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Tribalism allegations rock police

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WOMEN of Zimbabwe Arise (Woza)has accused a group of police officers from Bulawayo of forcing them to speak in Shona saying “all Ndebeles were killed during Gukurahundi”, during the activists’ demonstration on water problems more than two weeks ago.
Report by Dumisani Sibanda

The allegations are contained in a letter signed by the founder and national co-ordinator Jennifer Williams handed over to the police last Thursday by Woza members during a demonstration to mark Women Human Rights Defenders’ Day.

Police spokesman for Bulawayo, Mandlenkosi Moyo, confirmed that police received the letter.

“Yes we have received the letter and Woza should wait for the response. But I cannot comment on the contents of the letter,” he said yesterday.

The letter calls on the Bulawayo police commanding officers to investigate the behaviour of police officers on November 13 when Woza activists were protesting against Bulawayo’s water crisis.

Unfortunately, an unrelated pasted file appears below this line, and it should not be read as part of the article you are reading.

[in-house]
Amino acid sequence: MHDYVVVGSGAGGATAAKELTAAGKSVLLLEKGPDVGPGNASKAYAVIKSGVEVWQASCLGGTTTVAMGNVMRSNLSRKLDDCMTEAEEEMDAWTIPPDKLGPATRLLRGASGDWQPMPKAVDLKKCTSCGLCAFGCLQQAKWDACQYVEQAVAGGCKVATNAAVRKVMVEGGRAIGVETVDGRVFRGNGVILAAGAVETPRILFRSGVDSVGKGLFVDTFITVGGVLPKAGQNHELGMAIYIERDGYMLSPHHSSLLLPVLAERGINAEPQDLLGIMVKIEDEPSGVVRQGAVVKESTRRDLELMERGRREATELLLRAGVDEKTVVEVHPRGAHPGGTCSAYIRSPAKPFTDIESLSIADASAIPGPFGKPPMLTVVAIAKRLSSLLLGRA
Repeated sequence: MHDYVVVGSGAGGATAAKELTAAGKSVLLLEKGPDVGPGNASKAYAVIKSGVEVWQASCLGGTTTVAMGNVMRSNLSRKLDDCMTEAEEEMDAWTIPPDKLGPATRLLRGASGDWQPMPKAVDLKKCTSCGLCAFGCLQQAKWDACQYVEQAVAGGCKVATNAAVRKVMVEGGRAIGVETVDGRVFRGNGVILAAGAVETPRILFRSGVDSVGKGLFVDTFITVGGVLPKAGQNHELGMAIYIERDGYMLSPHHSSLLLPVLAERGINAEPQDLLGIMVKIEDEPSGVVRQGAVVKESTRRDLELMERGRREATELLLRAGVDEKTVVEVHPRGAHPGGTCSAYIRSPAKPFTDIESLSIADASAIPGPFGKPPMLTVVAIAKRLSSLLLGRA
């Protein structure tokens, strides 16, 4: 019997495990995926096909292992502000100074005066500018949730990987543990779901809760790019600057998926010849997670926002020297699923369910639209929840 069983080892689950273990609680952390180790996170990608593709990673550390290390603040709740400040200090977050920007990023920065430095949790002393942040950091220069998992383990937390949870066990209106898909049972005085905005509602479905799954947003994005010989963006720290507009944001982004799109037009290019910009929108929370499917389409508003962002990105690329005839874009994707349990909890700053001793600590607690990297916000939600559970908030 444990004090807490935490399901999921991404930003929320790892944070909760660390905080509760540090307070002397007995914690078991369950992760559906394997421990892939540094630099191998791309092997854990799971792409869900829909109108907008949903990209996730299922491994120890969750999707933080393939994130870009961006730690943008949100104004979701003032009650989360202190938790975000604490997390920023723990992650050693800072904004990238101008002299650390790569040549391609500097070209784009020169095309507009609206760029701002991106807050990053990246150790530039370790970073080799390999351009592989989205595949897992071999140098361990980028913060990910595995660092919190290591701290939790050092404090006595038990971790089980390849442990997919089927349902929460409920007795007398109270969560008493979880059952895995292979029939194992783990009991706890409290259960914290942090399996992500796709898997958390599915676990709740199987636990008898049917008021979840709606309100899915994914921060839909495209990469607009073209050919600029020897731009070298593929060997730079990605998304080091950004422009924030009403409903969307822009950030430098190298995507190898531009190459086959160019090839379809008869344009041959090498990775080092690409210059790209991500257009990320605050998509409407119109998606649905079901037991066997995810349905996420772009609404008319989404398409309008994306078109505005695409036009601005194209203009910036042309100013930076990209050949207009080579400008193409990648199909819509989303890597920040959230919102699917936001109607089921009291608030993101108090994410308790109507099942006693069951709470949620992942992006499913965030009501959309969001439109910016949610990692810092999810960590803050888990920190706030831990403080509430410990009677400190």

Woza members alleged that they were beaten up and insulted by the policemen during the demonstration.

In the letter, Woza alleged that apart from being beaten up and dumped at the West Park Cemetery in the city, they were told by riot police led by an officer (name supplied) they should “answer in Shona”.

One of the policemen reportedly told them: “Ndebele people were all killed by the Gukurahundi in the 1980s”.

About 20 000 people perceived to be supporters of Joshua Nkomo’s party, PF Zapu, were killed in Matabeleland and parts of Midlands by the Fifth Brigade of the Zimbabwe National Army.

Zanu PF leader President Robert Mugabe is on record as saying Gukurahundi was a “moment of madness”.

The letter by Woza stated that the police allegedly said: “This country was liberated by blood and only those who spilt blood can be the ones to talk.”

According to the letter, police rubbished water issues the activists were raising during the demonstration saying: “Do they have their own dams? If not, why are they crying for water?”

Woza gave the police a week to investigate their complaints or the organisation would be forced to pursue legal action.

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